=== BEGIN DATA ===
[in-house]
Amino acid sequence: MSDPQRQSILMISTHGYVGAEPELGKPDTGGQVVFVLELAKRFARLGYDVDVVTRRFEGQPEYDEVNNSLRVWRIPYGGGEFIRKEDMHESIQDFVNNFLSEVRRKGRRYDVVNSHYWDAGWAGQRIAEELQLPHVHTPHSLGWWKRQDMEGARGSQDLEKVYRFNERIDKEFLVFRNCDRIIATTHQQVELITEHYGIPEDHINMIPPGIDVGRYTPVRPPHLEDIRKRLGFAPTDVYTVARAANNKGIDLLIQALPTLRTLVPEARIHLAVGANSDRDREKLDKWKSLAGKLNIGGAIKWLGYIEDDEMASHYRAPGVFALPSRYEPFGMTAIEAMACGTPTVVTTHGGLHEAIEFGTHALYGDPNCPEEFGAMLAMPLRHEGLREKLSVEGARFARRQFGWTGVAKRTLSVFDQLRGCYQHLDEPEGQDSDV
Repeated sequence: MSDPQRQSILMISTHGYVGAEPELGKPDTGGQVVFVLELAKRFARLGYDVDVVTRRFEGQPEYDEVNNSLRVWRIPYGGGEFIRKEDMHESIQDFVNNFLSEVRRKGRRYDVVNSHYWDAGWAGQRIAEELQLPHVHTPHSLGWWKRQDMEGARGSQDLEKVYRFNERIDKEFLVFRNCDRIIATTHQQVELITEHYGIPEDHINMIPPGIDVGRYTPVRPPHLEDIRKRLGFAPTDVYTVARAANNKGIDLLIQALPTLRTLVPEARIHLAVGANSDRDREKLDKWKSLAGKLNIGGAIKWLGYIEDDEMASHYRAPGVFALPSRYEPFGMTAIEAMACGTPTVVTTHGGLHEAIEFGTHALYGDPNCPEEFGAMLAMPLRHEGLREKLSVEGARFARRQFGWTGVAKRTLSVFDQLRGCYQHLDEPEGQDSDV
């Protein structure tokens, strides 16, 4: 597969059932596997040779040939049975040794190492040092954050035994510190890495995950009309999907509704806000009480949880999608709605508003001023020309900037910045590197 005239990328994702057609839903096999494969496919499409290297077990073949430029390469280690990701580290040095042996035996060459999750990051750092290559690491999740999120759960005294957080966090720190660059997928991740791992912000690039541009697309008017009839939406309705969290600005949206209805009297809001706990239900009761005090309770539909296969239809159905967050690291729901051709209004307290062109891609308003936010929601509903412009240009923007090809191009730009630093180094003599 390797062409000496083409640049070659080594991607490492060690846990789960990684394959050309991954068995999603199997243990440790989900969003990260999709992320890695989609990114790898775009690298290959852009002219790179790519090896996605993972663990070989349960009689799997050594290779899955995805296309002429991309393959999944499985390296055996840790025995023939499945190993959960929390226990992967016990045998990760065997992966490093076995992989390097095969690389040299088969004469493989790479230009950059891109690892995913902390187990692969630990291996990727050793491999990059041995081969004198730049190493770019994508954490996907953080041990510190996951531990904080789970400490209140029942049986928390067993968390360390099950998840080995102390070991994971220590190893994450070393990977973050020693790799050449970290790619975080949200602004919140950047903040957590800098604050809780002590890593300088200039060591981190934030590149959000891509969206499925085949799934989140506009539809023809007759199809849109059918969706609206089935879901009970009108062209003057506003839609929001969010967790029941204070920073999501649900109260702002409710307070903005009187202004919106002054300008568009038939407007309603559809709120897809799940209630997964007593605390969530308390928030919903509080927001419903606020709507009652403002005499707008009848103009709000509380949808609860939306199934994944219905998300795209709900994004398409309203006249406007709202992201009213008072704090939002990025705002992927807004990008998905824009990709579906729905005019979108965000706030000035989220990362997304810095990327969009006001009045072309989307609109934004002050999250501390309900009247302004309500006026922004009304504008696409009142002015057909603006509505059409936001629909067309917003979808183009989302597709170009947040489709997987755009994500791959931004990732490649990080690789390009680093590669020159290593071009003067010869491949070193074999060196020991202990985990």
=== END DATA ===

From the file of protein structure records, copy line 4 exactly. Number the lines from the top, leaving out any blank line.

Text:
């Protein structure tokens, strides 16, 4: 597969059932596997040779040939049975040794190492040092954050035994510190890495995950009309999907509704806000009480949880999608709605508003001023020309900037910045590197 005239990328994702057609839903096999494969496919499409290297077990073949430029390469280690990701580290040095042996035996060459999750990051750092290559690491999740999120759960005294957080966090720190660059997928991740791992912000690039541009697309008017009839939406309705969290600005949206209805009297809001706990239900009761005090309770539909296969239809159905967050690291729901051709209004307290062109891609308003936010929601509903412009240009923007090809191009730009630093180094003599 390797062409000496083409640049070659080594991607490492060690846990789960990684394959050309991954068995999603199997243990440790989900969003990260999709992320890695989609990114790898775009690298290959852009002219790179790519090896996605993972663990070989349960009689799997050594290779899955995805296309002429991309393959999944499985390296055996840790025995023939499945190993959960929390226990992967016990045998990760065997992966490093076995992989390097095969690389040299088969004469493989790479230009950059891109690892995913902390187990692969630990291996990727050793491999990059041995081969004198730049190493770019994508954490996907953080041990510190996951531990904080789970400490209140029942049986928390067993968390360390099950998840080995102390070991994971220590190893994450070393990977973050020693790799050449970290790619975080949200602004919140950047903040957590800098604050809780002590890593300088200039060591981190934030590149959000891509969206499925085949799934989140506009539809023809007759199809849109059918969706609206089935879901009970009108062209003057506003839609929001969010967790029941204070920073999501649900109260702002409710307070903005009187202004919106002054300008568009038939407007309603559809709120897809799940209630997964007593605390969530308390928030919903509080927001419903606020709507009652403002005499707008009848103009709000509380949808609860939306199934994944219905998300795209709900994004398409309203006249406007709202992201009213008072704090939002990025705002992927807004990008998905824009990709579906729905005019979108965000706030000035989220990362997304810095990327969009006001009045072309989307609109934004002050999250501390309900009247302004309500006026922004009304504008696409009142002015057909603006509505059409936001629909067309917003979808183009989302597709170009947040489709997987755009994500791959931004990732490649990080690789390009680093590669020159290593071009003067010869491949070193074999060196020991202990985990």